For ISE organiser Integrated Systems Events, it’s time to build on the successes of 2016 in preparation for 2017. Paddy Baker spoke to ISE managing director Mike Blackman about the high points of last month’s show and some new directions for next year.
Was ISE 2016 everything you hoped it would be?
Yes. One of our goals was to increase the attendance, which we did – 10%. Another was to make the fourth day, which we had for the first time, successful, which it was from our point of view, and exhibitors have told us the same. On the Thursday night, three exhibitors said to me that just because of the increased results of Thursday, Friday had already been worthwhile. And then, to boot, Friday was quite a successful day.
Do you think that Friday attendance is something that people will get more used to as the years go by?
Definitely. Our experience so far has been that every time we’ve done something new at ISE, it’s taken two years – it doesn’t really come into big effect until the second year. We think that the Friday was a good success anyway, so it will only get better. With the result we’ve had so far, we’re off to a very good start.
Have you been able to glean any other revealing insights from the attendance data?
We’re still analysing that data – there’s a lot to go through, and we do a post-show questionnaire to qualify some of it. So far we’ve seen that the quality of attendance has still been high, and the results look very good.
I guess you don’t have a lot of time to decide about changes for the 2017 show.
There are a lot of things that we have to analyse and start the build-up to right now. There are quite a few things we can still decide on later, but there are also quite a few others which, to make them happen… it’s rather like pushing a truck. You have to get started somewhere, and it’s slow. But as it starts to move, it gathers momentum.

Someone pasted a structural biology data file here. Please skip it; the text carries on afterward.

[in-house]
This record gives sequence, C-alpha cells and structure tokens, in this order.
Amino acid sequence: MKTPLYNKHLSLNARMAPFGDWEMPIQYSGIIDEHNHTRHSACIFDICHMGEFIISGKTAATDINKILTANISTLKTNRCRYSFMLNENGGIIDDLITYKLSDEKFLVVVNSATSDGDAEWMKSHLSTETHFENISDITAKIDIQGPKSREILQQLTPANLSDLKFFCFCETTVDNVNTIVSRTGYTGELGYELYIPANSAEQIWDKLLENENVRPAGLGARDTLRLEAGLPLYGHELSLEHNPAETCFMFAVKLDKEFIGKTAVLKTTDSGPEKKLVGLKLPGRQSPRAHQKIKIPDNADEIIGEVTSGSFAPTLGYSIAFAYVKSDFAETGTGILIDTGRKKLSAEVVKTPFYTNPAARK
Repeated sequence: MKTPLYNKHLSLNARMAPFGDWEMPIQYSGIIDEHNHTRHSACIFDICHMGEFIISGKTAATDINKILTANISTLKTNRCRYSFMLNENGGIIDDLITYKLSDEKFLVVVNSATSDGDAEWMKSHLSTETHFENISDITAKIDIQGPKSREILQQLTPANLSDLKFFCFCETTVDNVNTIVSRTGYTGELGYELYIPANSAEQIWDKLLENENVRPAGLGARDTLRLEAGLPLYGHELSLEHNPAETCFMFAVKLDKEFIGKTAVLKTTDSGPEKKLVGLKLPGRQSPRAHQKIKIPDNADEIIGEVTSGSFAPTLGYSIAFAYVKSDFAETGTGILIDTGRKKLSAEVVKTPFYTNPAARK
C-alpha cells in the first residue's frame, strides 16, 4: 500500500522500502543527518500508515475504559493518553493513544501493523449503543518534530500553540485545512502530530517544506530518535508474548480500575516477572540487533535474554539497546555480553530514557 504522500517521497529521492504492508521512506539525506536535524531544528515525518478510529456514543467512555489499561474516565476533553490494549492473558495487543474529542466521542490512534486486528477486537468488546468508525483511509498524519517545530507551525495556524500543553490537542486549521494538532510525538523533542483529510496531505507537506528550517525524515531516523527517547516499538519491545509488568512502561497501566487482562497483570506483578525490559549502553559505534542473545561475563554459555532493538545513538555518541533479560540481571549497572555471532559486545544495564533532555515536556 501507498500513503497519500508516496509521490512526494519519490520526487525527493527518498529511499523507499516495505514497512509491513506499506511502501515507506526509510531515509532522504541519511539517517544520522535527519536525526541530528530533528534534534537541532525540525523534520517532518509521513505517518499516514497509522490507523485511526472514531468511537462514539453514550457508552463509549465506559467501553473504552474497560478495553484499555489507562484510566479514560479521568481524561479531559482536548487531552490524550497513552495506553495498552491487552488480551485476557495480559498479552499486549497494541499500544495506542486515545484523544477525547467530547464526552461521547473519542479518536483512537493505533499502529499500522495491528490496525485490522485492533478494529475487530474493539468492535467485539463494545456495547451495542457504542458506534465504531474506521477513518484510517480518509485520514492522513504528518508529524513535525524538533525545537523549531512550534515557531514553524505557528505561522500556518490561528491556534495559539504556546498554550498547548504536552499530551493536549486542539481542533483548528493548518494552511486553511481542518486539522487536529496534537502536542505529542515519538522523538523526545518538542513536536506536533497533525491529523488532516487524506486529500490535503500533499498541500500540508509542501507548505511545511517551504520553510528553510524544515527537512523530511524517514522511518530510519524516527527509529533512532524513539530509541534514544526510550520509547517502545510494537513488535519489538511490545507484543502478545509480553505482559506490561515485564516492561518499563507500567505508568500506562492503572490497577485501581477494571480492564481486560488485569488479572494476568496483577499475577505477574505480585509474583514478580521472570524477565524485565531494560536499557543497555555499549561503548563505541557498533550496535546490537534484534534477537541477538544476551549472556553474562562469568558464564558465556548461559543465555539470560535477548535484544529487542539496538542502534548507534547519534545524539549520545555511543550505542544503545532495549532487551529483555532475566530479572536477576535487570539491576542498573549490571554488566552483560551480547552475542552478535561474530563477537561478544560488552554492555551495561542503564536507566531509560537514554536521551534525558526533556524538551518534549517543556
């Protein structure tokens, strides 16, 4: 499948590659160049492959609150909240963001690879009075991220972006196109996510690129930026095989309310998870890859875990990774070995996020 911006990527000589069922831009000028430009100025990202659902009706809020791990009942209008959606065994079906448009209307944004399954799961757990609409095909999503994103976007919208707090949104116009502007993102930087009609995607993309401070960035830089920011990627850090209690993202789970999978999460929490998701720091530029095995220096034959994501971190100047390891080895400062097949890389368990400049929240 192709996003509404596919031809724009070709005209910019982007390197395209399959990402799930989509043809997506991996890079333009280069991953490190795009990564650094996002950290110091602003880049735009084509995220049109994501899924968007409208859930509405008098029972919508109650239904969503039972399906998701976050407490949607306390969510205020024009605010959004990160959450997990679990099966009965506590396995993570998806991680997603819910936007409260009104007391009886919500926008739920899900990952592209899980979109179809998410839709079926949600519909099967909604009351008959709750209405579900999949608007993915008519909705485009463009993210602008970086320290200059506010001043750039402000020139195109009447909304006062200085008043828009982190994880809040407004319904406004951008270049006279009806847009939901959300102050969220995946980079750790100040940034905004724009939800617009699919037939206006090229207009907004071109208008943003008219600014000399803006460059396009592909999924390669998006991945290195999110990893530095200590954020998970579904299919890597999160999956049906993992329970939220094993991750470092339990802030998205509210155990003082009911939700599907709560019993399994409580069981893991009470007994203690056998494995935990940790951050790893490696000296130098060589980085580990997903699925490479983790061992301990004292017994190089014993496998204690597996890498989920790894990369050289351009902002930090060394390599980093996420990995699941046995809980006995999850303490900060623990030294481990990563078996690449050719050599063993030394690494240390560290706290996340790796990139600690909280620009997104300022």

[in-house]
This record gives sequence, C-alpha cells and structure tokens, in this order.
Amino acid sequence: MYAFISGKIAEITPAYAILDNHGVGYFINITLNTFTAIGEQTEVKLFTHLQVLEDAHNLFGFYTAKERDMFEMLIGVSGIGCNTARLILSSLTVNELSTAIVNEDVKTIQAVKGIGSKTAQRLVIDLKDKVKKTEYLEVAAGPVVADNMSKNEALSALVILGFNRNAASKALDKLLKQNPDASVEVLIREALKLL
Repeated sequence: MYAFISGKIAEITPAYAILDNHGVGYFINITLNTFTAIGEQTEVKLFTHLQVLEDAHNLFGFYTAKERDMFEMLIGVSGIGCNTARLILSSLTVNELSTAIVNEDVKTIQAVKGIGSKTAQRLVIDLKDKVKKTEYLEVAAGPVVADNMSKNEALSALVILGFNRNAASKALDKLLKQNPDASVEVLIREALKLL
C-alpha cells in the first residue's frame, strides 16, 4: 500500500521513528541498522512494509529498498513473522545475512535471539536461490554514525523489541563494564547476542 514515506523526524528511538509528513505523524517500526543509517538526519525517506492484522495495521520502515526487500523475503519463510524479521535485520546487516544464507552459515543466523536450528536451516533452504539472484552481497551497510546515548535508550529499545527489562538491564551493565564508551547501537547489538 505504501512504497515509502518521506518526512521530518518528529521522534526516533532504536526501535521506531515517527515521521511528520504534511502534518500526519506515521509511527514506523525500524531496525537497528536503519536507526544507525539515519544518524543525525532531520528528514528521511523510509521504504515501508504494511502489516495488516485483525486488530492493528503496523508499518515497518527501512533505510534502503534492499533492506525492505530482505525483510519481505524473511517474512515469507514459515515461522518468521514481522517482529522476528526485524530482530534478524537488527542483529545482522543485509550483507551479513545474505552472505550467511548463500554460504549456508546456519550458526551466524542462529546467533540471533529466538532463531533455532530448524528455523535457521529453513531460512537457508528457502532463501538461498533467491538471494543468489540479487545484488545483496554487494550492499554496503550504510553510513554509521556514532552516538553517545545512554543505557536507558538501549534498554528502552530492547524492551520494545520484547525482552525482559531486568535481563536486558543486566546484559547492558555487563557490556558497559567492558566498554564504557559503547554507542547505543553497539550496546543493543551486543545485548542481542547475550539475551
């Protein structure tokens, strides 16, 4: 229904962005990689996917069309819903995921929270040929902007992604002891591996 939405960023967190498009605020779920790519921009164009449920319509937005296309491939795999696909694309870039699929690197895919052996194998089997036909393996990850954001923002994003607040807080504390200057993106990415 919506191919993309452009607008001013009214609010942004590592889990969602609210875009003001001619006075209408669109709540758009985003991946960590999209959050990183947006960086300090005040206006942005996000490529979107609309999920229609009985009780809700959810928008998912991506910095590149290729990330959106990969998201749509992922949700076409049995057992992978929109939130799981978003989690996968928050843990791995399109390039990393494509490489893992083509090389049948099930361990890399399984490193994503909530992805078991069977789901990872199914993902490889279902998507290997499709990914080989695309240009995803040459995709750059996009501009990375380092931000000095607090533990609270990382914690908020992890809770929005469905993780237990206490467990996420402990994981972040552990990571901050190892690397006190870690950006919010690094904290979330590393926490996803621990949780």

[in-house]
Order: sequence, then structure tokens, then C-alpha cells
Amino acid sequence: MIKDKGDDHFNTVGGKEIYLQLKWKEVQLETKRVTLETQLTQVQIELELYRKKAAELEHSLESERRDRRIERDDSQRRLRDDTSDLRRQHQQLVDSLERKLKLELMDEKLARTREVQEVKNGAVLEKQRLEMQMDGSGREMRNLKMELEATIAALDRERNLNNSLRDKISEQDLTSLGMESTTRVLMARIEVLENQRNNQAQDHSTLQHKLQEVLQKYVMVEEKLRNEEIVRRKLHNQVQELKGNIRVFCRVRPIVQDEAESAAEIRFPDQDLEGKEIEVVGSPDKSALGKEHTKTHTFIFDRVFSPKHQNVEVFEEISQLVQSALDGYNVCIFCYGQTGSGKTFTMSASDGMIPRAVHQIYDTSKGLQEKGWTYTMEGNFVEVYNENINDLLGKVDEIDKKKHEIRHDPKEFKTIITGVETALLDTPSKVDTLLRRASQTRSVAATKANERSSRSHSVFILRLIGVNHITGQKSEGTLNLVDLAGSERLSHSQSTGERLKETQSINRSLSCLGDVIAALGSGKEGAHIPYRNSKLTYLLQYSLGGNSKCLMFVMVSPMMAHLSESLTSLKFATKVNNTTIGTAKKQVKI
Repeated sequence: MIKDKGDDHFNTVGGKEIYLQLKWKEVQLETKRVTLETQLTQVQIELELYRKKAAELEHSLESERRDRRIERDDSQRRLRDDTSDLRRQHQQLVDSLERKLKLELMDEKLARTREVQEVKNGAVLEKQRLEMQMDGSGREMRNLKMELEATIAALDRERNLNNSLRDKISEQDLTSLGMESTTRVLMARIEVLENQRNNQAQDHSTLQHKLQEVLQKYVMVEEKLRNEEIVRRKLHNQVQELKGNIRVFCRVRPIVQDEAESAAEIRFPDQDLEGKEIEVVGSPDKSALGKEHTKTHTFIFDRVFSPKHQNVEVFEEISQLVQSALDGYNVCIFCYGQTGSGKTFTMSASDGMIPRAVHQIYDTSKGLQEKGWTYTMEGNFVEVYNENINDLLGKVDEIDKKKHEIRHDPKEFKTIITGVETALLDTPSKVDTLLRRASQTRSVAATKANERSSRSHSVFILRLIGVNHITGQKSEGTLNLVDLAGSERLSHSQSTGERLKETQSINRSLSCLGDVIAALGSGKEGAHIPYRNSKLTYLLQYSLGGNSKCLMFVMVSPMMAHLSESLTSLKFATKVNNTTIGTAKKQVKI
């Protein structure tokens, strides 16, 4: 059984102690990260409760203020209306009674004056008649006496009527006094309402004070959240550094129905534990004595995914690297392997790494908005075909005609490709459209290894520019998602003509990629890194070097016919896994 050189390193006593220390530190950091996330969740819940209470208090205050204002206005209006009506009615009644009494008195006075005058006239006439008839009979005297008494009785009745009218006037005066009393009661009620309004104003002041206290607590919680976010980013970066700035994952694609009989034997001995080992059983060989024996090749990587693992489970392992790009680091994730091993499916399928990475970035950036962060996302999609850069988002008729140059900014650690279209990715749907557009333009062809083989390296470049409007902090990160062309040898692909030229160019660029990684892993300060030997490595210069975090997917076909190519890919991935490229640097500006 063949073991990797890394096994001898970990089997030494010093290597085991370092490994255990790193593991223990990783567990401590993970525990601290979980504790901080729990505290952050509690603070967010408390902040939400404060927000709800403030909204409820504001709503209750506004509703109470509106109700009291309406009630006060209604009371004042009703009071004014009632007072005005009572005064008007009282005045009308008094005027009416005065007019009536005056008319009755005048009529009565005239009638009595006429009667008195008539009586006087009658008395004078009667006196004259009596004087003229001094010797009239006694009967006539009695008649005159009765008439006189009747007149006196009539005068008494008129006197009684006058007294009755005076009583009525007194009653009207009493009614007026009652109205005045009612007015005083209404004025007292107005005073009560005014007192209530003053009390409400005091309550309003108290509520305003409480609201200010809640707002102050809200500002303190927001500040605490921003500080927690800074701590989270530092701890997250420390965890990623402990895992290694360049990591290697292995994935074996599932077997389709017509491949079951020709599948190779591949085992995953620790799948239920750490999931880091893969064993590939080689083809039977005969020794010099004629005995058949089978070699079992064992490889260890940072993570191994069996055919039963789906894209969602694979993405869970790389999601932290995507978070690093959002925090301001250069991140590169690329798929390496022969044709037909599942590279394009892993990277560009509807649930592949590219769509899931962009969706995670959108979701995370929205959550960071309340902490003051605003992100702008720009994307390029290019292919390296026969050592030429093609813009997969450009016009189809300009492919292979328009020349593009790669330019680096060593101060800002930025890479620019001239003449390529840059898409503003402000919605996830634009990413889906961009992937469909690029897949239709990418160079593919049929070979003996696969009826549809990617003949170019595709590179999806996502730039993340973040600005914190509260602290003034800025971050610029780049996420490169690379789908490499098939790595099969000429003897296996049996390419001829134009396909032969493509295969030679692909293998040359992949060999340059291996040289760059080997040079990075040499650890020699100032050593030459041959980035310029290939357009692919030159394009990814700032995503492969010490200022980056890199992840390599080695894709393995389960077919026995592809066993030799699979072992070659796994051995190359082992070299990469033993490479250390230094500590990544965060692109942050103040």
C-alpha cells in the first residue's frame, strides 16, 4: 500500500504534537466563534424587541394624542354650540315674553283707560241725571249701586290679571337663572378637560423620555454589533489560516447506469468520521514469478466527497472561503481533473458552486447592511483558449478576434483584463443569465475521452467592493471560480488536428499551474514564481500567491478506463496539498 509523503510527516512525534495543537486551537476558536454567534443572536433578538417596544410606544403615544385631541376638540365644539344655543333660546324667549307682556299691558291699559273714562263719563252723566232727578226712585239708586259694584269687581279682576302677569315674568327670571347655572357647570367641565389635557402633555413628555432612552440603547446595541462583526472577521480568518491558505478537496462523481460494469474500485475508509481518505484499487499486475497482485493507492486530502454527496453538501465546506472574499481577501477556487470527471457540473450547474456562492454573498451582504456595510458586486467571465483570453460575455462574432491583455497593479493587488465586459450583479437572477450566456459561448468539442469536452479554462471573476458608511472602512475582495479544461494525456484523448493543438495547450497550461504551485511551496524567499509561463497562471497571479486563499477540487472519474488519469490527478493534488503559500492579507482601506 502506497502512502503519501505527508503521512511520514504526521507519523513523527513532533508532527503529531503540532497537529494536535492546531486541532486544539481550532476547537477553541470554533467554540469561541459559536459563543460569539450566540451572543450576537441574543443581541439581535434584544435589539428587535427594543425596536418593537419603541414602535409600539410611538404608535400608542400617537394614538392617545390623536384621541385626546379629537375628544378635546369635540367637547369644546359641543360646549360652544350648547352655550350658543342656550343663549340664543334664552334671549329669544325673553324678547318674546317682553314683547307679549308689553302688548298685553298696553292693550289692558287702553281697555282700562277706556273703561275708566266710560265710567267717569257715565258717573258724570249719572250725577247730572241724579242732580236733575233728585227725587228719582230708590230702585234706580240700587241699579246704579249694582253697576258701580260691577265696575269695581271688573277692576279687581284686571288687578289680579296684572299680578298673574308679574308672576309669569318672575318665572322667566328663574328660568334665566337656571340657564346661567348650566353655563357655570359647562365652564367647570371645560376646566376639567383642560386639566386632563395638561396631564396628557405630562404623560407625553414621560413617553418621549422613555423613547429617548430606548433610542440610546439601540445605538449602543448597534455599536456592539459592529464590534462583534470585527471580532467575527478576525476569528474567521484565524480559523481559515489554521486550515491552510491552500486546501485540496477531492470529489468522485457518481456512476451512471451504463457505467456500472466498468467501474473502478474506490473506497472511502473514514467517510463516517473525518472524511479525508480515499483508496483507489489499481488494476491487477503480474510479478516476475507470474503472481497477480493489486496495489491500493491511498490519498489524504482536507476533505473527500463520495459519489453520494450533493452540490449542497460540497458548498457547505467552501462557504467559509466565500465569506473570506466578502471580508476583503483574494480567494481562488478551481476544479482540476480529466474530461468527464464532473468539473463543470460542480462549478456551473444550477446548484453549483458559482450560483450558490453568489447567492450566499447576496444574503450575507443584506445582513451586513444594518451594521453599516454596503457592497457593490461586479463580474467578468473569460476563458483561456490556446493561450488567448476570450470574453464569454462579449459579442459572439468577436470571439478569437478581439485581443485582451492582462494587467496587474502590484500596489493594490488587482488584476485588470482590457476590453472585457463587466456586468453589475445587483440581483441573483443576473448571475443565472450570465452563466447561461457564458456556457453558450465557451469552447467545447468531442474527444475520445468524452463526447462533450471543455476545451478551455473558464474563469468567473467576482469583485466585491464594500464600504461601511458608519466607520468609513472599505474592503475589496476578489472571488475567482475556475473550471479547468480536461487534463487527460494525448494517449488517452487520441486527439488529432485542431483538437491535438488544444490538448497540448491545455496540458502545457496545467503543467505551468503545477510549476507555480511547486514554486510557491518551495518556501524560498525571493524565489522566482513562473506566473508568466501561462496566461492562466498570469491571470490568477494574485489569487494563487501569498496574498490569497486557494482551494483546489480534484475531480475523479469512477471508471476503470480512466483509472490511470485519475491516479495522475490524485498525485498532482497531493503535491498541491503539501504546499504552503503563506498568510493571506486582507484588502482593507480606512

One surprise was the big increase in re-booking compared with last year’s show. We’ve had to take on additional space – so next year you’ll see for the first time ISE having a temporary pavilion. If we calculate based on the size of the 2016 show, the 2017 show has already been rebooked at 102%. Now with the additional space, we’ve filled about 97% of capacity that at the moment.
When is the new permanent hall at the RAI going to be finished?
The new permanent hall will be finished in September and we’ll have it for the February show in 2017. In addition we’ll have the new temporary pavilion in the Congress Square – that’s in the middle [of the RAI]. So those will be two additional spaces that you’ll see that weren’t there this year.
That’s positioned differently from IBC, isn’t it? They have a temporary pavilion at the front of the RAI.
IBC have one in the middle as well, but the one at the front we can’t get next year, because it has to be planned. As you can imagine, there’s construction time and dismantling time and when a building like that is constructed at the front, it blocks everything else that’s going on; so the shows that are before and after us would be affected. We need to tell the RAI now for 2018; for 2017, they can’t put it into their plans. But we’ll certainly have it for 2018.
What else can you tell me at this stage about ISE 2017?
The Elicium, which has always been our development hall, has housed Smart Building for the last couple of years that; because it’s grown, that will move into the new structure, and you’ll see a dedicated education section in the Elicium next year.